The ‘Jerusalema’ Rhythms of the Moko Jumbie

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The ‘Jerusalema’ Rhythms of the Moko Jumbie

Over 150 million YouTube views and more than 4 million Shazams, these are the numbers garnered by the Limpopo native Master KG Kgoagelo Moagi’s “Jerusalema,” song, that we’re sure you heard in the maxi-taxi or even from your quarantined home.

Jerusalema became a viral dance phenomenon, drawing in a diverse global audience. Internationally, celebs, sports stars, healthcare workers and even your neighbourhood ‘parlor man’ posted videos of themselves dancing, accepting the Jerusalema dance challenge.

Now the song has made its way to Trinidad, inspiring the imagination of Trinidadian creative’s Abigail Hadeed and Junior Bisnath who have embarked on producing a ‘trini’ Jerusalema version, titled the ‘Jerusalema Dance Story’, seeking to express a spiritual and joyous interpretation during a turbulent 2020 year.

Award-winning editorial photographer, artist and film producer Abigail Hadeed, has been curating and documenting cultural characteristics of the Caribbean and the Americas for several decades, and is responsible for producing this visual project, alongside San Fernando’s veteran, wood artist, Junior Bisnath, who is the Director of the Kaisokah School of Arts’ KAISOKAH MOKO – moko Jumbie group.

As to why they’ve decided to develop the concept of the Jerusalema Dance Story? Hadeed shared that, “The music was key and the feelings they inspired, were hard to pin down. Haunting, hopeful, sad, it spoke of loss but mostly it spoke of humanity and the reaching out to others in these times — the chance event of witnessing a sudden death triggered thoughts of the transience of life, and the need to acknowledge all those who pass.”

Photograph Credit: Splice Studios

Jerusalema is undoubtedly embedded within the rich lyrical and artistic roots of South Africa, at IzzSo, we asked, how does the song relate to Trinbago’s cultural aspects and the use of Moko Jumbies?

“The Moko Jumbies preserved in our annual Carnival keep a stilt-walking tradition from West Africa alive. Later, when we co-opted a local choreographer, he pointed out that one of the sequences had a symbolic meaning in our folk dance. This video is Trinidad and Tobago’s tall-tall version for the Jerusalema challenge; a simple homage to lives lost, a requiem in these times of isolation and a lament for peace,” she explained.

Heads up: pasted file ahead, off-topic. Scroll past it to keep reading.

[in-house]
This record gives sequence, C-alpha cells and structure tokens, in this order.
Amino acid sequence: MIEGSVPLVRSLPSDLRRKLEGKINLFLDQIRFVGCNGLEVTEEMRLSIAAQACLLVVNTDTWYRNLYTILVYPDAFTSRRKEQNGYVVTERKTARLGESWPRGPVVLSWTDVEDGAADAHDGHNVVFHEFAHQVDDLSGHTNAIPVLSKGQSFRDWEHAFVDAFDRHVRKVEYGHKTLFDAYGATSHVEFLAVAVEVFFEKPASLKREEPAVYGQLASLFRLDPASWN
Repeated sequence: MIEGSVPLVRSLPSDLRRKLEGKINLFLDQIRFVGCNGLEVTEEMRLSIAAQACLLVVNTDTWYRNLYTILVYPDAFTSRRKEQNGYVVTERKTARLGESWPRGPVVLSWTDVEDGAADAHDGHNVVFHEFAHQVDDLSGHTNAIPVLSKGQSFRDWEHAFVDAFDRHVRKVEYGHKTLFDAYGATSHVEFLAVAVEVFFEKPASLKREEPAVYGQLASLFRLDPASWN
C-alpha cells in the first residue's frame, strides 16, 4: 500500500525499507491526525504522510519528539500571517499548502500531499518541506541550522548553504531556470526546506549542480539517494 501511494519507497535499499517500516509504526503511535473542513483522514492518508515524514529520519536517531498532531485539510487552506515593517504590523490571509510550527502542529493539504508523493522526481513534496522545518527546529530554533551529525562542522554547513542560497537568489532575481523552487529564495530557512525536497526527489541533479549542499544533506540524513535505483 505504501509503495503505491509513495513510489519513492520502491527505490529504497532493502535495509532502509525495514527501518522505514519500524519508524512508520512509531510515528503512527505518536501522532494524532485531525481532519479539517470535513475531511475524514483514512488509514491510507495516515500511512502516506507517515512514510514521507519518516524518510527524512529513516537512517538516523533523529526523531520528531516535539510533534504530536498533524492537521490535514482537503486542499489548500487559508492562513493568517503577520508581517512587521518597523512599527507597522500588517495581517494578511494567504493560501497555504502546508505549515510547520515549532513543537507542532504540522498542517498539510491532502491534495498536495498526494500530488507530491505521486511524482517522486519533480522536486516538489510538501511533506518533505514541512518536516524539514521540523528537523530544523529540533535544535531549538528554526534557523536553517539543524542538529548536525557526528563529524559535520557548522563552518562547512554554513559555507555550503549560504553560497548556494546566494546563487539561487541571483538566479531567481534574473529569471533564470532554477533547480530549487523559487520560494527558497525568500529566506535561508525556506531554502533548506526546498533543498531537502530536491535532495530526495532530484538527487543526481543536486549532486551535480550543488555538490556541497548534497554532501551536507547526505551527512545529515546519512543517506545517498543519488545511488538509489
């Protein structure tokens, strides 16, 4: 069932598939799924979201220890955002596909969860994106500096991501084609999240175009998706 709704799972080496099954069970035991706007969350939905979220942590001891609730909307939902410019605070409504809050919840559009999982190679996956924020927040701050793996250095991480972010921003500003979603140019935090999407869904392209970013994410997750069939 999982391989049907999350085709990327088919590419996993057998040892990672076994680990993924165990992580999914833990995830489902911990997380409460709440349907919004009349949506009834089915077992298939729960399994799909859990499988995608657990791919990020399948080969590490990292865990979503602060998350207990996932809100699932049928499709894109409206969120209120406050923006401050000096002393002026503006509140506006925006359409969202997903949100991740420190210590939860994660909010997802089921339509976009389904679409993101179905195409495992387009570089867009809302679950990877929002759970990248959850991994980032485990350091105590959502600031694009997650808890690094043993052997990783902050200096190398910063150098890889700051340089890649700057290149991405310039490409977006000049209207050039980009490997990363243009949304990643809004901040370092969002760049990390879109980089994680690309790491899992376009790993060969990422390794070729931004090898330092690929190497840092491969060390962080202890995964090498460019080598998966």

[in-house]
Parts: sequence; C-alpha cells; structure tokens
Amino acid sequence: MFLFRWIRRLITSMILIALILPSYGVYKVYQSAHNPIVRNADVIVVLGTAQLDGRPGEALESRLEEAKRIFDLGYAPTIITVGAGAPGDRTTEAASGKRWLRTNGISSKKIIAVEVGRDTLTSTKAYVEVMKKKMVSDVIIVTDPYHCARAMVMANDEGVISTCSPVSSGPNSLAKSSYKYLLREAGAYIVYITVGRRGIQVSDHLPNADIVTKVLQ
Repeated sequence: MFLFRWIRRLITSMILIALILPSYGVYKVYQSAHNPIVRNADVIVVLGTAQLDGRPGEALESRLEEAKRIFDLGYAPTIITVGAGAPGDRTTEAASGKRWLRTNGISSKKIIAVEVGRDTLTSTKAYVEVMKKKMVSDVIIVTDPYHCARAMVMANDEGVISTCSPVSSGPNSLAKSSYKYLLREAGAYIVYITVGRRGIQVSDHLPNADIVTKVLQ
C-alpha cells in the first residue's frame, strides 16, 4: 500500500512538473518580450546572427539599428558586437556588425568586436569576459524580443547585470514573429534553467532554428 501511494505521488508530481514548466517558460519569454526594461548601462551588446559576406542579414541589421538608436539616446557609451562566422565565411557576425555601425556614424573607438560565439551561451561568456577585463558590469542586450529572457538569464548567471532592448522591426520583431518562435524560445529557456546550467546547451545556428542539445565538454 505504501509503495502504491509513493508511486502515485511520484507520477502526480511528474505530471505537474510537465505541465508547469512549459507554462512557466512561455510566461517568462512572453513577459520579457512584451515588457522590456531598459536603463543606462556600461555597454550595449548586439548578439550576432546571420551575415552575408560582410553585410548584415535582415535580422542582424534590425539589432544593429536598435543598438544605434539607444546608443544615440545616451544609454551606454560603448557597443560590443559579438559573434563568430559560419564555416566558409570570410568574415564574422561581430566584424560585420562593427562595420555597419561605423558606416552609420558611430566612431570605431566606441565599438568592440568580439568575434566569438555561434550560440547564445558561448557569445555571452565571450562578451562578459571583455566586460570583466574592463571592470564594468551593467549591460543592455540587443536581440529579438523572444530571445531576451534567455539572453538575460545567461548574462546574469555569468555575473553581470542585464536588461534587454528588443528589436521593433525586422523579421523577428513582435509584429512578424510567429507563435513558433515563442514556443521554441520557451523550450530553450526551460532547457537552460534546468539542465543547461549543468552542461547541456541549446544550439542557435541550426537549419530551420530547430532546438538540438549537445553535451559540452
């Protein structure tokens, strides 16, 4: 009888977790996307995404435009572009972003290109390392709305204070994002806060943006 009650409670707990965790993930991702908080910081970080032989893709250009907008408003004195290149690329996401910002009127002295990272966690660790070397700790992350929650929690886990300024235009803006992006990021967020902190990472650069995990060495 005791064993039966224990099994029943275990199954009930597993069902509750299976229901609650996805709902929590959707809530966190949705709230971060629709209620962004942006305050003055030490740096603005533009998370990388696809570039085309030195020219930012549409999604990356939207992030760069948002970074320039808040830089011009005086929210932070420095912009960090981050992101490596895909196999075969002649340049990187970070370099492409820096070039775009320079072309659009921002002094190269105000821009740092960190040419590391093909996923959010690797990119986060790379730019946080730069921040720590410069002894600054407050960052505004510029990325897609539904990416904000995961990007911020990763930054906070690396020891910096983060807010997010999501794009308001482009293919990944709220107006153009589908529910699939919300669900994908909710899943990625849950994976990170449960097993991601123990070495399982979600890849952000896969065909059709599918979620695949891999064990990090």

Additionally, young people played a critical role and are the stars of the dance video. Under the creative director of Junior Bisnath, young persons were used simply because the “we felt it was important to give the children an opportunity to have some fun, allow them some social activities and hopefully encourage them and give them hope in the future,” said Hadeed.

Photograph Credit: Splice Studios

The visual story will feature Moko Jumbies clad in fancy black and white cotton stripped costumes accessorised with tall top hats. Filmed on an unknown open location with vast cloudy skies, which narrates a whimsical atmosphere that focuses on the majestic movements paraded by the Moko Jumbies to the rhythms of Jerusalema.

Photograph Credit: Splice Studios

Photograph Credit: Splice Studios

Jerusalema Dance Story was sponsored by Kisokah Moko Junior and his wife, Victoria and Splice Studios. They decided not to approach any huge companies or ministries, they wanted people to believe in what they were doing and to contribute genuinely during these difficult times.

Hadeed hopes that the four (4) minutes of visual and aural enjoyment, will engage viewers to welcome the new year of 2021 with a positive outlook.

Jerusalema Dance Story will be streamed LIVE via the (San Fernando School of the arts Kaisokah Moko Jumbies Junior Bisnath) Facebook on New Years Day.

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